Today, the internet is saturated with media coverage of sports, especially the NFL.
Modern technology has made it possible for savvy sports fans without journalism degrees or jobs with a print affiliate to occasionally report news but more often give their analysis and opinion.
With so many voices speaking about leagues, specific teams and individual players, you would expect that opinions would be as numerous as the amount of people giving them. This doesn’t always happen though.
Often, a few people come to the same or similar conclusions about an issue, and they let that judgment be known.
Pretty soon, after that viewpoint is repeated enough by several people that respect the originators of the opinion, it becomes regarded as a fact or truth, rather than just someone’s perspective.
There are several examples of this for the Houston Texans and their draft decisions this year.
While I highly respect a lot of the people that initiated and pervade these beliefs, I disagree with some of the theories themselves.
Over the next few days, I will take one of these viewpoints that I don’t see as the absolute truth it is made out to be and tell you why. After that, you can judge for yourself.
Here is the first installment:
“If Robert Quinn and the prospects universally expected to go in the top ten are off the board, Alabama wide receiver Julio Jones would be the best player available for the Texans.”
Please note that this isn’t debating whether Julio Jones should or should not be taken based on the merit that he is the best player available. It is calling into question whether he would actually be the best player left.
Julio Jones has been considered a darling pick amongst Texans fans for some time now, and his performance at the scouting combine only made him more notorious as a dark horse pick defying convention.
After all, a 4.39 40 on a broken foot just proves the BPA theory.
That kind of athleticism combined with the production of 78 receptions for 1,133 yards and 7 touchdowns against SEC competition in his final year makes Jones a no brainer, right?
Most analysts, however, will tell you though that he didn’t play 4.39 fast on the football field.
Additionally, while the sum of his production is incredibly impressive, he had a tendency to disappear for games in his last season.
In fact, in the same year that he managed monster totals like 8 receptions for 188 yards, 12 for 221 yards, and 10 for 199 yards against the likes of South Carolina, Tennessee and Auburn, he had performances such as the 4 catches for 19 yards, 1 for 8 yards and 3 for 41 against Florida, Mississippi and Mississippi State.
The three games mentioned against South Carolina, Tennessee and Auburn accounted for 30 of his 78 receptions in 2010.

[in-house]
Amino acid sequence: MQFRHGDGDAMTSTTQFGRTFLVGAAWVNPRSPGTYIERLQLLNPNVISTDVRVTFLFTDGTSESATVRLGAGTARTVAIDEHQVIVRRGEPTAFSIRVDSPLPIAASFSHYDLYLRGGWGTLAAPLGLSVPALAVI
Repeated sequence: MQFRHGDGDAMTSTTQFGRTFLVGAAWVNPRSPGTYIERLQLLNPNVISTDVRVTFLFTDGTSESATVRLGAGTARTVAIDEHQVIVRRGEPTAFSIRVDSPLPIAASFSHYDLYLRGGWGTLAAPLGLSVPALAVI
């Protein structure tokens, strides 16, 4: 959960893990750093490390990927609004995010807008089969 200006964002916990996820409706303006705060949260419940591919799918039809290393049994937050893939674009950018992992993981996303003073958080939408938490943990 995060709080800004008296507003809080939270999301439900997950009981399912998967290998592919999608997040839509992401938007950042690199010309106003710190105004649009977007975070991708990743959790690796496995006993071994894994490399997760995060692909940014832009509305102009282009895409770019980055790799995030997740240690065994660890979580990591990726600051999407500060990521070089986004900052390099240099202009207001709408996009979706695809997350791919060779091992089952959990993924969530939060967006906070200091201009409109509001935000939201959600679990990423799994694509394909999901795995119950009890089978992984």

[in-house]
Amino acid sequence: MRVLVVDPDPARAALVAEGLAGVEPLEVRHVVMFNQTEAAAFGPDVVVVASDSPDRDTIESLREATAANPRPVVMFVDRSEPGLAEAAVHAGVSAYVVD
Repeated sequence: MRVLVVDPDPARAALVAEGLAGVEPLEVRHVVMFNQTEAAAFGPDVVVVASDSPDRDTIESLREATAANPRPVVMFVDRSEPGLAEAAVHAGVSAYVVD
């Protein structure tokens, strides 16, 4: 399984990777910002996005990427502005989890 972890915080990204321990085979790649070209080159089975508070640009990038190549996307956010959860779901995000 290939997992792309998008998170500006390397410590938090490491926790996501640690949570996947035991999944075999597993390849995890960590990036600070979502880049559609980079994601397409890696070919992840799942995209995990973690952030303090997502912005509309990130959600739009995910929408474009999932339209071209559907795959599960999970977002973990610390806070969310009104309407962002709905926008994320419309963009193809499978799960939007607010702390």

Moreover, if you take out those three performances, his remaining average for his three year career at Alabama is 4.02 receptions for 57.16 yards per game.
All this isn’t to say that Jones is a bad receiver or will be sub-standard in the NFL. He is a highly talented prospect.
I just don’t think that it is a certainty that he would be the best player left if Robert Quinn, Von Miller, Marcell Dareus and Patrick Peterson were gone.
Even if you don’t think that Prince Amukamara is a good pick for the Texans, which I do, consider California defensive end Cameron Jordan.
On the surface, his 161 tackles, 17 sacks and one interception over his career aren't as impressive as Jones’ receiving stats.
Consider though, that Jordan’s production is extremely noteworthy given that he played as a five-technique his entire career.
The position is not known to yield the opportunities for eye popping stats, but is integral for a successful 3-4 defense.
Upon further examination, Jordan’s stats show how consistent he has been through his career.
Since he assumed his starting role in his sophomore season, he tallied 47, 45 and 51 tackles each year, as well as 4, 6 and 6 sacks.
He also played the exact position collegiately that he would for the Texans. That might seem like an irrelevant point, but most five-techniques are converts from defensive ends from 4-3 schemes.
That means that Jordan has more experience as a five-technique than every defensive end on the Texans except for Antonio Smith.
Jordan has been lauded for never taking plays off. This was also noticed at the Senior Bowl, where there wasn’t an offensive lineman that could consistently block him.
Jones has flashier stats and combine numbers, but you cannot use this as a comparison tool against a five-technique.
If you take into account Jordan’s consistency, production, the need that he fills, and overall talent into consideration, I would rate him higher than Jones.
I do not doubt the talent of Jones, but I do not see him as a player that cannot be passed on at the No. 11 pick.
There are several suitable alternatives in later rounds that fill the role of deep threat, such as Jerrel Jernigan or Denarius Moore.
Jordan fills more of a need for the Texans, but that aside, I still feel he is a better player than Julio Jones. What do you think though? Let me know in the comments or on twitter at @JakeBRB.
Like the new article format? Send us feedback!